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K-Mart on Wheels
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Terry Georgia
January 30, 2008

Jay Edwards and Marian Chirichella, a husband-and-wife team of Red Cross volunteers, make their rounds at Walter Reed to deliver books and other items to wounded soldiers. (Credit: Hector Emanuel/American Red Cross.)
Jay Edwards and Marian Chirichella, a husband-and-wife team of Red Cross volunteers, make their rounds at Walter Reed to deliver books and other items to wounded soldiers.
(Photo: Hector Emanuel/American Red Cross)
Injured military personnel often arrive at Walter Reed with nothing—no clothing, no belongings, and no money. An American Red Cross volunteer greets injured soldiers at the curb, thanks them for their service, and gives them a comfort kit containing personal care items (such as a toothbrush and deodorant) and a phone card so they can contact family members.

Once inside the hospital, the soldiers receive more. Twice a day, Red Cross Personal Service Volunteers walk the halls pushing a cart loaded with everything from shorts, T-shirts and hand-made quilts to cookies, magazines and DVD players. The volunteers stop in each room to check on the patient and family and visit for a while, providing a diversion from the usual barrage of medical tests and therapy sessions.

Pfc. Jon-Eric Holt remembers his first Walter Reed visit from the Red Cross.

“The Red Cross showed up my first day when I was here, that I was actually conscious,” he says. [They] had blankets and cookies. The next thing I know, I was getting all sorts of stuff. It just puts a smile on my face every time. They don’t mind sitting there talking for a little bit. When my family’s not here, having somebody to talk to means a lot.”

Every item on the cart has been donated by the American people to the Red Cross to give to service men and women. The tiny Red Cross office at the hospital is crammed from floor to ceiling with donations—new shoes, specialized tear-away clothing designed for physical therapy patients, and a lending library of DVDs, music and books—most of which are from citizens and corporations. Phone cards, DVD and CD players, movies and music are always in high demand, as are candy bars and snacks.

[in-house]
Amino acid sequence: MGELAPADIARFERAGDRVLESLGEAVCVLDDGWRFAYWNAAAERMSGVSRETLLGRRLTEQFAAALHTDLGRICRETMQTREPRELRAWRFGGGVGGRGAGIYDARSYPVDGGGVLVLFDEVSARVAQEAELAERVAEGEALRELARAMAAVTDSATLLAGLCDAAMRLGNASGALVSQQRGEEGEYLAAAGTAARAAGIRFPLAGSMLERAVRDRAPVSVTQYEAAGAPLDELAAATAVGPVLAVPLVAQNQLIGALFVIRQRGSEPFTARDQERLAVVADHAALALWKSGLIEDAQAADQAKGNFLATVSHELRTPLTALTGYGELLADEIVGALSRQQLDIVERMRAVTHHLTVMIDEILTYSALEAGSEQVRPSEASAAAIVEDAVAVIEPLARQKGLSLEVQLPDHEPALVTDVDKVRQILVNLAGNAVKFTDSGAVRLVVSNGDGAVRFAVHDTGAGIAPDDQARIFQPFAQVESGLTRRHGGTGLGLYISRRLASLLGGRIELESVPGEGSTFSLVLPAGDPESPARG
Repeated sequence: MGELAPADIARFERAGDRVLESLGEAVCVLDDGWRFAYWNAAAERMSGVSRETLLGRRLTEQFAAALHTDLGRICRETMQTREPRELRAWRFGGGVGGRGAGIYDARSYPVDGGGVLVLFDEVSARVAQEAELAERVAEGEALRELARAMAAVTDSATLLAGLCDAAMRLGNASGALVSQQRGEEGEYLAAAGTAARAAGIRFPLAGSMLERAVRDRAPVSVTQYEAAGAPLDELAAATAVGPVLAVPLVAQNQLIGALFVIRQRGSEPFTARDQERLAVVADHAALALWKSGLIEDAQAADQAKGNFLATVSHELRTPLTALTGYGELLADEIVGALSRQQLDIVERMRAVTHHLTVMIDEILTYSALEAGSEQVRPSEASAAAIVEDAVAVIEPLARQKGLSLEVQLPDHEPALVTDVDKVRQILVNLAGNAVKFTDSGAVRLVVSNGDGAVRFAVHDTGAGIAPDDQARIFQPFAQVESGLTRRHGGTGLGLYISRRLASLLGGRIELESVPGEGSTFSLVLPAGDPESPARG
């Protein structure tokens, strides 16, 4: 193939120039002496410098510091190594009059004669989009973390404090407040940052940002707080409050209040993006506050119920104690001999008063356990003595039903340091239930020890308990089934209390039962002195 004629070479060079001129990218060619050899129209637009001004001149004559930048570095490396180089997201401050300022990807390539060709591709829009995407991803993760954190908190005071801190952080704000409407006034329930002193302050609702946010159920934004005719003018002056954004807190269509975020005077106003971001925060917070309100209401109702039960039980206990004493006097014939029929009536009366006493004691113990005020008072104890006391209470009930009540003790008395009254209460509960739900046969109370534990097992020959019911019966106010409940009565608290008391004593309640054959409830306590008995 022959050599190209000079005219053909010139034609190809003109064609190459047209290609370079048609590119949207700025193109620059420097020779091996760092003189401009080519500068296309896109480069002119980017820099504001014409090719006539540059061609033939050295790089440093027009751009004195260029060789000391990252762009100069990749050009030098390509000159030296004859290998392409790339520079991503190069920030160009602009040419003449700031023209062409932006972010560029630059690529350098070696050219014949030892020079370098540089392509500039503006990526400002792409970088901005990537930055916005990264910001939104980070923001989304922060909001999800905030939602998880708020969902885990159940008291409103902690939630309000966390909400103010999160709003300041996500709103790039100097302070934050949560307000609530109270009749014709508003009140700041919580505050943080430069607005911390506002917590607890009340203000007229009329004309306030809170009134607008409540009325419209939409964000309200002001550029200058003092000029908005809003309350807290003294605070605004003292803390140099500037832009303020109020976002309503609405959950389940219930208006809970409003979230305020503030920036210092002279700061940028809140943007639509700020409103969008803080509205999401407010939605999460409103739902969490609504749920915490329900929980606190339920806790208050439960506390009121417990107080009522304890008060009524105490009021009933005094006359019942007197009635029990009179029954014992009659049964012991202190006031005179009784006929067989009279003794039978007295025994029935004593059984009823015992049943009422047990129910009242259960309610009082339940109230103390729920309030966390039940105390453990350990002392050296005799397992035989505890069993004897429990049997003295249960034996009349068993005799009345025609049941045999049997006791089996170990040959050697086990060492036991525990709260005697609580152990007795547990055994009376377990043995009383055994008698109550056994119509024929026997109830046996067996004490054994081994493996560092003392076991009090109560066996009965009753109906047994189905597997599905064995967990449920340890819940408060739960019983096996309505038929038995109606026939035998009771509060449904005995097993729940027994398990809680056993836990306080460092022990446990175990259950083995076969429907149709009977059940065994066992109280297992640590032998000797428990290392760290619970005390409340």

Jay Edwards and his wife, Marian Chirichella, have been Personal Service volunteers at Walter Reed since 2003. Marian and Jay (who calls the cart his “K-Mart on wheels”) started an organization titled “Angels of Mercy” that helps collect items for the Red Cross to give to patients at Walter Reed.

“There’s no way, if I live to be 150, that I could have the experiences I’ve had, and had the opportunity to meet and develop the relationships that I have, if it wasn’t for [my work] here in the Red Cross office as a volunteer and taking care of our troops” says Marian. “I don’t want to see the soldiers getting hurt; I don’t want to see them being maimed. But if they are, I thank God that I have the privilege and the honor of being here to help make their stay a little bit more easy to take.”

Sometimes, the injured men and women at Walter Reed become like family to the couple. One soldier who had been released from the hospital called them the next Christmas to see how they were doing.

“That’s a real reward for a volunteer, to know that someone cares enough, after they’ve gone back home, to call you up and say something to you,” Jay says.

Marian agrees. “We’ve gotten to see babies born. We’ve gotten to attend weddings. So it’s really a family relationship,” she says. “And I think they know that what we do comes from our heart.”

The American Red Cross gratefully accepts donations of new and unused items for soldiers recovering at Walter Reed. Phone cards, gift cards, electronic entertainment devices (iPods, Nintendo DS players, portable DVD players, etc.), and electric razors are always needed;. monetary donations are also welcome, as they are used to buy items that are unique or in short supply. Specific needs vary by month; call (202) 782-6362 to inquire or to give advance notice of any large or bulk donations.

Send donations to the following address:
American Red Cross
Walter Reed Army Medical Center
Heaton Pavilion, Room 3E05
Washington, DC20307

The American Red Cross is not a government agency. We rely on the assistance of caring supporters like you to deliver our critical services. You can support U.S. military members and their families through the American Red Cross as we provide assistance and comfort. Your gift will support the nationally coordinated Red Cross services provided to military families across the country and to American service men and women located throughout the world. Please make a financial donation to Services to Armed Forces by calling 1-800-RED CROSS or 1-800-257-7575 (Spanish). Contributions may be sent to the American Red Cross Services to Armed Forces, P.O. Box 91820, Washington, DC 20090. Internet users can make a secure online contribution by visiting www.redcross.org.

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